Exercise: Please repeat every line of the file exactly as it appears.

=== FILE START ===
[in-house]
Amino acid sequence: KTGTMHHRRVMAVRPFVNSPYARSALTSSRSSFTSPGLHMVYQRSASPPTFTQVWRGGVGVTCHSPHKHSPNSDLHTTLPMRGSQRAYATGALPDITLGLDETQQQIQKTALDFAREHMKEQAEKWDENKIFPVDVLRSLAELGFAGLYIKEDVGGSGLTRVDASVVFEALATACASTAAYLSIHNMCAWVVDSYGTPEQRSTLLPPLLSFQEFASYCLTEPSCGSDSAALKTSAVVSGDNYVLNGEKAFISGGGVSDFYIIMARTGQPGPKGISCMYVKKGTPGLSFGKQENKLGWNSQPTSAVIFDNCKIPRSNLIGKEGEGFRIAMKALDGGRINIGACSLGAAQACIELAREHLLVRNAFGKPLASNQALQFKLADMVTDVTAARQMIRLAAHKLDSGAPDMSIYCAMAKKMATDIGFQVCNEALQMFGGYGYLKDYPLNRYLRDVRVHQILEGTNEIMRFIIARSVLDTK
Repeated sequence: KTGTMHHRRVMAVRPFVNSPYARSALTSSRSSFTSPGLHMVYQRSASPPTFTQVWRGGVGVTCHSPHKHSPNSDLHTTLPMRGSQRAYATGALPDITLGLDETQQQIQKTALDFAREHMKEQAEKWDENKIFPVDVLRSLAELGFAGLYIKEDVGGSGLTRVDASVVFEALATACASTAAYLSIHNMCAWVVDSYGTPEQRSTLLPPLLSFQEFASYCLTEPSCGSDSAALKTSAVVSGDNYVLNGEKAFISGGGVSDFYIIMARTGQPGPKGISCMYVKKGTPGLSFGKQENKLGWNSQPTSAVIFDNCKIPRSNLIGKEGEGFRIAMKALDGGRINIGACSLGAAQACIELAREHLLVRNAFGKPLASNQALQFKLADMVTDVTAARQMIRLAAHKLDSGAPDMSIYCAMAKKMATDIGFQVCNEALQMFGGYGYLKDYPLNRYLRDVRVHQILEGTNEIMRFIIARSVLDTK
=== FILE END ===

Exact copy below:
[in-house]
Amino acid sequence: KTGTMHHRRVMAVRPFVNSPYARSALTSSRSSFTSPGLHMVYQRSASPPTFTQVWRGGVGVTCHSPHKHSPNSDLHTTLPMRGSQRAYATGALPDITLGLDETQQQIQKTALDFAREHMKEQAEKWDENKIFPVDVLRSLAELGFAGLYIKEDVGGSGLTRVDASVVFEALATACASTAAYLSIHNMCAWVVDSYGTPEQRSTLLPPLLSFQEFASYCLTEPSCGSDSAALKTSAVVSGDNYVLNGEKAFISGGGVSDFYIIMARTGQPGPKGISCMYVKKGTPGLSFGKQENKLGWNSQPTSAVIFDNCKIPRSNLIGKEGEGFRIAMKALDGGRINIGACSLGAAQACIELAREHLLVRNAFGKPLASNQALQFKLADMVTDVTAARQMIRLAAHKLDSGAPDMSIYCAMAKKMATDIGFQVCNEALQMFGGYGYLKDYPLNRYLRDVRVHQILEGTNEIMRFIIARSVLDTK
Repeated sequence: KTGTMHHRRVMAVRPFVNSPYARSALTSSRSSFTSPGLHMVYQRSASPPTFTQVWRGGVGVTCHSPHKHSPNSDLHTTLPMRGSQRAYATGALPDITLGLDETQQQIQKTALDFAREHMKEQAEKWDENKIFPVDVLRSLAELGFAGLYIKEDVGGSGLTRVDASVVFEALATACASTAAYLSIHNMCAWVVDSYGTPEQRSTLLPPLLSFQEFASYCLTEPSCGSDSAALKTSAVVSGDNYVLNGEKAFISGGGVSDFYIIMARTGQPGPKGISCMYVKKGTPGLSFGKQENKLGWNSQPTSAVIFDNCKIPRSNLIGKEGEGFRIAMKALDGGRINIGACSLGAAQACIELAREHLLVRNAFGKPLASNQALQFKLADMVTDVTAARQMIRLAAHKLDSGAPDMSIYCAMAKKMATDIGFQVCNEALQMFGGYGYLKDYPLNRYLRDVRVHQILEGTNEIMRFIIARSVLDTK